Let's Make Robots!

SiLi LiLa BOT (Simple Little Line-following Launchpad Robot)

Following a black line on white carpet.
BlockDiagram.jpg162.99 KB
MotorController.jpg67.95 KB
LineSensor.jpg73.5 KB
LaunchPadMSP430G2553.jpeg251.98 KB
SiLiBOTcode.txt2.72 KB

SiLi LiLa BOT (Simple Little Line-following Launchpad Robot)


My aim was to build a cheap and simple line-following robot for beginners.

During the design and construction, I tried to keep the robot as simple and cheap to build as possible. I used black electrician’s tape on a white carpet to make the line.
The Robot Design
The first step in the designing process should be the accurate definition of the task of the robot.
The Robot's Task
The task of our robot is simple: follow the black line on the white carpet floor. The task looks simple, but in order to solve this problem, we have to divide it into sub-tasks:
- The robot has to detect the line somehow (sensors).
- The robot has to be able to move and turn to follow the line (motors and drive system).
- The robot needs a brain, which reads sensor data and makes decisions and command the motors (microcontroller + programming).
The Drive System
To make it simple, the robot will use a differential drive system. For the steering of the robot, this method does not require turning of the front wheels like in cars or bikes. The robot will have two sets of powered wheels and a castor wheel. With a differential drive system the robot’s movement is controlled with the adjustment of the motor’s speed and direction. For example if both motors go forward at the same speed, the robot will go forward too (A). If the right wheel rotates faster than the LEFT wheel, then the robot will turn towards left in an arc (B). If the left motor stops, then the robot will turn around the left wheel (C). If the left and right motors go in the opposite direction, then the robot can turn around over the same spot (D).
The line-follower robot needs to control the motor speed accurately to be able to follow the line. For the control of the motors I will use an L293D motor driver chip. The L293D IC can control two DC motors, and it needs 3 input signals to control one motor (1for motor speed, 2 for motor direction). The motor speed can be controlled by supplying a PWM signal (Pulse Width Modulation) to the input enable ENABLE-1 pin of the L293D. The motor direction can be controlled by supplying the appropriate digital signal to the INPUT1 and INPUT2 Pins. The other motor can be controlled similarly by the ENABLE-2 and INPUT3 and INPUT4 Pins. The INPUT signals for each motor has to be the opposite of each other, so by the use of one CD4069 hex inverter IC, the motor direction can be controlled with only 1 input signal.
The microcontroller operates with 3.3V, the DC motors, L293D and the hex inverter IC needs minimum 5V and the motors draw big currents from supply. Because of this, I will use separate supplies for the microcontroller and motors. The 4xAA battery (6V) is the main power source for the DC motors, and the 9V battery is the power source for the electronics circuits.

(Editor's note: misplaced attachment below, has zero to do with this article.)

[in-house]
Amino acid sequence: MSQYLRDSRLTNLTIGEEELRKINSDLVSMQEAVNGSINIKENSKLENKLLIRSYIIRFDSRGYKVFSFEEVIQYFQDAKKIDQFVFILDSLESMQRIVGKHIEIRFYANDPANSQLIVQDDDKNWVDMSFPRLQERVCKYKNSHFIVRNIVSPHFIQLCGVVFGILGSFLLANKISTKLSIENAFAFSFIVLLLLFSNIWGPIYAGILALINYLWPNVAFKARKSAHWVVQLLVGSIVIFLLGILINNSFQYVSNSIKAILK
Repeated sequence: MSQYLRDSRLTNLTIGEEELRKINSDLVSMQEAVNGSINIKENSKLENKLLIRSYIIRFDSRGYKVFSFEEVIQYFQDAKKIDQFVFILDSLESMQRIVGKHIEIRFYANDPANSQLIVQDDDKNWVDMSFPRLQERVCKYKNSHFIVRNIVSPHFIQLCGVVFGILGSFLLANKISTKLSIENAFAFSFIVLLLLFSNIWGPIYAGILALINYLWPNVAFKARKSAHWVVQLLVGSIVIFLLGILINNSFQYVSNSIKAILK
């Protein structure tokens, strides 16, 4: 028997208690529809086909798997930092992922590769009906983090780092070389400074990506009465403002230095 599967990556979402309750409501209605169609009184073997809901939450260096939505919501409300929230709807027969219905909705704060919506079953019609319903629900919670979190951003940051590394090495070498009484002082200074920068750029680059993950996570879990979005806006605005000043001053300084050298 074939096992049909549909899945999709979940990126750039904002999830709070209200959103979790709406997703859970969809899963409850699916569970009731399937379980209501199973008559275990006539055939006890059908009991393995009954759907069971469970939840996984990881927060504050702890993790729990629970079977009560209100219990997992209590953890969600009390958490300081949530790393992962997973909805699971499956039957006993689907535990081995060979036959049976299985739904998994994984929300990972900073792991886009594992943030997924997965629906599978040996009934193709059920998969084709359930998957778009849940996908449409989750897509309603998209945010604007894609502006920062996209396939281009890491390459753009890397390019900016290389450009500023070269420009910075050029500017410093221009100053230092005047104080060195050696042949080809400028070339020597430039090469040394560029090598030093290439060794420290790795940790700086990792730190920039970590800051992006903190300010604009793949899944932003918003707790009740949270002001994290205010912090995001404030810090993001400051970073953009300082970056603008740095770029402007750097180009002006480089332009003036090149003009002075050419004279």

The motor speed controlling PWM signal switches on and off the DC motors a couple thousand times each second. Because of this, there was a lot of electrical noise in the system, which made the microcontroller on the Launchpad panel go crazy. I have soldered 0.22 uF ceramic capacitors between the poles of the DC motor to reduce electrical noise, and the L293D chip is already equipped with internal EMF (Electromotive Force) protection diodes. But this was still not enough. I could eliminate the noise only by separating galvanically the microcontroller from the motors and the motor controller parts with a 4 channel optocoupler IC.
The final version of the motor controller circuit looks like this:
The Line Sensor
For the line sensor I decided to use a white LED + LDR pair. The Light Dependent Resistor (LDR) will detect the black line. The Light Emitting Diode (LED) sends a constant beam of white light towards the ground. This light is reflected back to the LDR. Depending on the colour of the ground, the LDR receives varying amounts of reflected light. The more light that gets to the LDR, the less of its resistance will be. The microcontroller can only detect voltages, so we have to find a way to convert this resistance change into a voltage change. We can do it with a voltage divider circuit, which will provide the varying voltage according to the amount of the light intensity reflected back to the LDR.
When the sensor is above the white background, then most of the white LED’s light will reflected back to the LDR and the LDR’s resistance value will be low, high amount of current will flow through the LDR and the serially connected R resistor and big voltage will appear between the output and GND. If the sensor is above the black line, then small amount of  light will reflected back to the LDR and the LDR’s resistance will be high, low amount of current will flow through the LDR and the R resistor and small voltage will appear between the output and GND.
The Microcontroller
As the brain for controlling the robot I used a Launchpad panel with an MSP430G2553 microcontroller.

Block diagram of the Robot

Now I can summarize the robot design:

- The robot uses two DC motors and a castor wheel in a differential drive configuration (the steering of the robot is done by adjusting the speed of the motors).

- The speed and direction of the motors are controlled with PWM and digital signals by an L293D motor driver IC.

- The robot uses two battery (one for the electronics and one for the DC motors and motor controller circuits)

- The robot uses a Launchpad panel with a MSP430G2553 microcontroller

- The robot uses two sensors to determine the position of the black line beneath the robot.

By adjusting the speed of the two DC motors based on the sensor readings, the microcontroller can keep the line between the two sensors, and the robot could drive around the track.

Construction of the Robot

As the design is finalized, I can start building the robot.

Construction of the robot frame

The robot frame is made of two CD/DVDs to give enough structural strength. The lower deck will hold the 6V motor battery, two line detecting sensor, two DC motors and the castor wheel. The upper deck will hold the motor controller circuit attached to the Launchpad board and the 9V electronics battery.


The wheels are made from the lid of peanut butter jars.

There is enough space between the two decks to hold the motor battery pack.


The castor wheel should rotate freely around.



Construction of the Line Sensor

The sensors (LDR and LED pair) are assembled on a small perforated PCB. 

I have positioned the LDR a little bit more forward (closer to the floor) compared to the LED to make sure no direct light could reach the LDR, only the ones that reflected back from the floor.